The European Commission has sent a letter to Cyprus seeking clarification of a government decision in November to revoke the Cypriot citizenship of 26 individuals who were granted it under the country’s investor scheme, according to Reuters.
The letter was sent on Friday.
In the letter, seen by Reuters, the commission’s director-general for justice Tiina Astola asked Nicosia whether it would investigate “possible misconduct” in these cases and how it intended to prevent people with high-risk profiles from getting passports in the future. Astola’s letter asked for a response by January 6.
A government spokesman was not immediately available for comment, Reuters said.
The government announced it would start procedures for the revocation of the passports granted to 26 people after the uproar caused by recent revelations that among the successful applicants were a Malaysian wanted by his country in connection with alleged financial crimes, as well as relatives and allies of the Cambodian authoritarian leader.
The 26 had all been granted citizenships up to 2018, prior to the introduction of stricter eligibility criteria. They have the right to file an appeal.
The European Commission has also asked Malta to clarify how it intends to address Bank of Valletta’s shortcomings over its monitoring of foreign customers who applied to buy Maltese citizenship under a so-called “golden passport” scheme.
Last month, Reuters reported on a confidential decision by the European Central Bank that required Malta’s largest bank to take remedial action after an inspection exposed “severe shortcomings” that could have allowed money laundering or other criminal activities.
The ECB report said when foreign nationals seeking to buy passports under the scheme opened an account at Bank of Valletta (BoV), the bank registered them as Maltese citizens, which reduced their risk profile.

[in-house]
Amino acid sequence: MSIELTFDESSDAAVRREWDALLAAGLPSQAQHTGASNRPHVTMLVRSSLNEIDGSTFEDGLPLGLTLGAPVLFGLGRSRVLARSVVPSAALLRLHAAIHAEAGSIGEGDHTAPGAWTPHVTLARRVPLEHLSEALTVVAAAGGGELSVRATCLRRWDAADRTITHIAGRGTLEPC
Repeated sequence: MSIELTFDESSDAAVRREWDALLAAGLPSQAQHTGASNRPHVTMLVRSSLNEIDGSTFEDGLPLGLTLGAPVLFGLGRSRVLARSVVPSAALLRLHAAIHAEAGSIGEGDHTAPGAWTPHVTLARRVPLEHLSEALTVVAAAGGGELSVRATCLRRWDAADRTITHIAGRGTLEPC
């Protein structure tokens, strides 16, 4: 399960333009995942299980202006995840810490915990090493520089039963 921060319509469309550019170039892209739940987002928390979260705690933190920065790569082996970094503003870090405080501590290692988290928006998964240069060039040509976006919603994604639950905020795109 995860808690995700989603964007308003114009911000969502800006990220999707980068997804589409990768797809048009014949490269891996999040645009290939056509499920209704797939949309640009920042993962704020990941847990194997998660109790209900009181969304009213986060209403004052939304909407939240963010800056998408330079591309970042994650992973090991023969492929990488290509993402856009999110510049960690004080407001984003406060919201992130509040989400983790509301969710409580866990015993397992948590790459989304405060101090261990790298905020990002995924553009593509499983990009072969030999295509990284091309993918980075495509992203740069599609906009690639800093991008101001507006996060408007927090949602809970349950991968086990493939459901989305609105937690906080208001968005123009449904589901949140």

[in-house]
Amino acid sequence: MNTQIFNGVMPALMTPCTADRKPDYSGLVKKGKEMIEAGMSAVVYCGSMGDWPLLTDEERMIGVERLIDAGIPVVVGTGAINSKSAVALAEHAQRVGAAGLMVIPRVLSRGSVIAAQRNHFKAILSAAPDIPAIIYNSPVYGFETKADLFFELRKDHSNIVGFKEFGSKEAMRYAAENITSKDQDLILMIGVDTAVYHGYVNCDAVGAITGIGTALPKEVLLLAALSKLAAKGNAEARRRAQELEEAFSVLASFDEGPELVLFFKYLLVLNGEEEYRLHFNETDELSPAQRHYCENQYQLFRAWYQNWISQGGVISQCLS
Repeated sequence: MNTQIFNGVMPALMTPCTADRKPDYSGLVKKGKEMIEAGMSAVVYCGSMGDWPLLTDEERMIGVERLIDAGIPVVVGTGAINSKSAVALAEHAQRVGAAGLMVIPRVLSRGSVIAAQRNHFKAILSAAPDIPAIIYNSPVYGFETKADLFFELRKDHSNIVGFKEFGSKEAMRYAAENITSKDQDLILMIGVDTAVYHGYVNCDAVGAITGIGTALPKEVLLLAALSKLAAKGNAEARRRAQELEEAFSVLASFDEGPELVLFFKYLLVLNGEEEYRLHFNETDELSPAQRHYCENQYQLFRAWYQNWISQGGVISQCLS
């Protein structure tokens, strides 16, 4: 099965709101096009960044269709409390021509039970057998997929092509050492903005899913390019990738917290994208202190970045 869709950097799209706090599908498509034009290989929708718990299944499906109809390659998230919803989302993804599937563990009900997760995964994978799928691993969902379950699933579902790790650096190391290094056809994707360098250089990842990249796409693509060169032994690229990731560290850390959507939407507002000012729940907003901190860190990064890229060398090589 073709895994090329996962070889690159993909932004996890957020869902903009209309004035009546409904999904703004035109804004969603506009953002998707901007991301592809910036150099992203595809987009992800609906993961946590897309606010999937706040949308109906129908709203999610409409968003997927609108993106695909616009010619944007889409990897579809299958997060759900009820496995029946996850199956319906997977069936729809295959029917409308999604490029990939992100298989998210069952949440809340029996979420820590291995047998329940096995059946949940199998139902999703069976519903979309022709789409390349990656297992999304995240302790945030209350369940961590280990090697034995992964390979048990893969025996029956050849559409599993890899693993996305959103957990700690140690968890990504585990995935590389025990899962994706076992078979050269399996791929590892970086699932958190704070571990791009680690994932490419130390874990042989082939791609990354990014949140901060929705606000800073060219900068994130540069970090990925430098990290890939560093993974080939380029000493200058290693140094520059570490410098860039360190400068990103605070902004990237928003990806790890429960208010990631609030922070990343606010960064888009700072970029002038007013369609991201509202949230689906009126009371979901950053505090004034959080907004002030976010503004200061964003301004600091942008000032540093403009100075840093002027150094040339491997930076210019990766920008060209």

State-owned BoV said at the time it was strengthening its risk controls, governance structure and anti-financial crime defences.
A spokesman for BoV was not immediately available to comment on Monday.
In the letter sent to Maltese authorities on Friday, and seen by Reuters, the Astola asked whether the government had acted on the ECB findings.
“Is there any specific follow-up given by the Maltese government to those parts of the report of the European Central Bank that concern the Individual Investor Programme?,” she said referring to the passport scheme. She asked for a response also by January 6.
In the letter, Astola said these schemes posed a number of risks, including money laundering, corruption and tax evasion.
Malta’s Prime Minister Joseph Muscat, who on Sunday said he planned to step down amid a crisis over an investigation into a murdered journalist, created the passport-for-sale scheme in 2014.
A spokesmen for Muscat was not immediately available for comment.
Under the passport programme, foreign applicants must invest at least €1m in Malta to obtain a passport that allows the holder to work and live in most EU countries.
Among EU countries only Malta, Cyprus and Bulgaria grant citizenship in exchange for investment – the so-called “golden passports”. Bulgaria said in January it would halt this programme.